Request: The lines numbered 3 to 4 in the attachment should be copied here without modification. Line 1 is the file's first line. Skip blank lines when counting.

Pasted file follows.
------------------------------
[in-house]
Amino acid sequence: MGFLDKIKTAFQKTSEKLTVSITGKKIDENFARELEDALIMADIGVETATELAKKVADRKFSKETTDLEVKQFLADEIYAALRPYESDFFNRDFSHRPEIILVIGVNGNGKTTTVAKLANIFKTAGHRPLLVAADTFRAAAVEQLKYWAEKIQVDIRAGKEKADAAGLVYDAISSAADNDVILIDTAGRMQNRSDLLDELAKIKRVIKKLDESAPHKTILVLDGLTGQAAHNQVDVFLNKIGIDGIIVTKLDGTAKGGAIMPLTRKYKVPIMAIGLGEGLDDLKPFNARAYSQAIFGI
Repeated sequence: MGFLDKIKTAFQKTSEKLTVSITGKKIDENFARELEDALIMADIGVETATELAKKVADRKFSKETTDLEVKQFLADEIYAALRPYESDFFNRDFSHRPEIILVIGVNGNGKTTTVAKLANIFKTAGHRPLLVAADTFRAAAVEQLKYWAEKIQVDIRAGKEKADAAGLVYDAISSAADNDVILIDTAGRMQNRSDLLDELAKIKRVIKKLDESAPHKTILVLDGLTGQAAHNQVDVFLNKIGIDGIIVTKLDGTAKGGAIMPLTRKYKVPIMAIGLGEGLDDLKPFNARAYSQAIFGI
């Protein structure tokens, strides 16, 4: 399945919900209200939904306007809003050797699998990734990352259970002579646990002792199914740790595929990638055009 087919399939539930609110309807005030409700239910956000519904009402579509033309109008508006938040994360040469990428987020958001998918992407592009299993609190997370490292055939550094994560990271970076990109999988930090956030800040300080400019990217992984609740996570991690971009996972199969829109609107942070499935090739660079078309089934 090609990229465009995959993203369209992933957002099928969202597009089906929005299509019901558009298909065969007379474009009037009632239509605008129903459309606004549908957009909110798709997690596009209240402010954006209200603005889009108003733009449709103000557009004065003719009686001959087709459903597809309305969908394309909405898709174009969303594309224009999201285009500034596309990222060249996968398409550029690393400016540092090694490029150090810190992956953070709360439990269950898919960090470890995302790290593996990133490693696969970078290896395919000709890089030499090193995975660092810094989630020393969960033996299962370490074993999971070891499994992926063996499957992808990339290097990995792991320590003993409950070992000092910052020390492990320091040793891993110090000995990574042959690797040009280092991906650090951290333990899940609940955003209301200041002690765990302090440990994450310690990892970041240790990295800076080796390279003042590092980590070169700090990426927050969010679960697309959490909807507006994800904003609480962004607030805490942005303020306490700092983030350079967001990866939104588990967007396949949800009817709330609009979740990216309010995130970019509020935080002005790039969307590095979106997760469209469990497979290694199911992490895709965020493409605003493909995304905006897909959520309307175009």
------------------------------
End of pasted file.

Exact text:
Repeated sequence: MGFLDKIKTAFQKTSEKLTVSITGKKIDENFARELEDALIMADIGVETATELAKKVADRKFSKETTDLEVKQFLADEIYAALRPYESDFFNRDFSHRPEIILVIGVNGNGKTTTVAKLANIFKTAGHRPLLVAADTFRAAAVEQLKYWAEKIQVDIRAGKEKADAAGLVYDAISSAADNDVILIDTAGRMQNRSDLLDELAKIKRVIKKLDESAPHKTILVLDGLTGQAAHNQVDVFLNKIGIDGIIVTKLDGTAKGGAIMPLTRKYKVPIMAIGLGEGLDDLKPFNARAYSQAIFGI
């Protein structure tokens, strides 16, 4: 399945919900209200939904306007809003050797699998990734990352259970002579646990002792199914740790595929990638055009 087919399939539930609110309807005030409700239910956000519904009402579509033309109008508006938040994360040469990428987020958001998918992407592009299993609190997370490292055939550094994560990271970076990109999988930090956030800040300080400019990217992984609740996570991690971009996972199969829109609107942070499935090739660079078309089934 090609990229465009995959993203369209992933957002099928969202597009089906929005299509019901558009298909065969007379474009009037009632239509605008129903459309606004549908957009909110798709997690596009209240402010954006209200603005889009108003733009449709103000557009004065003719009686001959087709459903597809309305969908394309909405898709174009969303594309224009999201285009500034596309990222060249996968398409550029690393400016540092090694490029150090810190992956953070709360439990269950898919960090470890995302790290593996990133490693696969970078290896395919000709890089030499090193995975660092810094989630020393969960033996299962370490074993999971070891499994992926063996499957992808990339290097990995792991320590003993409950070992000092910052020390492990320091040793891993110090000995990574042959690797040009280092991906650090951290333990899940609940955003209301200041002690765990302090440990994450310690990892970041240790990295800076080796390279003042590092980590070169700090990426927050969010679960697309959490909807507006994800904003609480962004607030805490942005303020306490700092983030350079967001990866939104588990967007396949949800009817709330609009979740990216309010995130970019509020935080002005790039969307590095979106997760469209469990497979290694199911992490895709965020493409605003493909995304905006897909959520309307175009």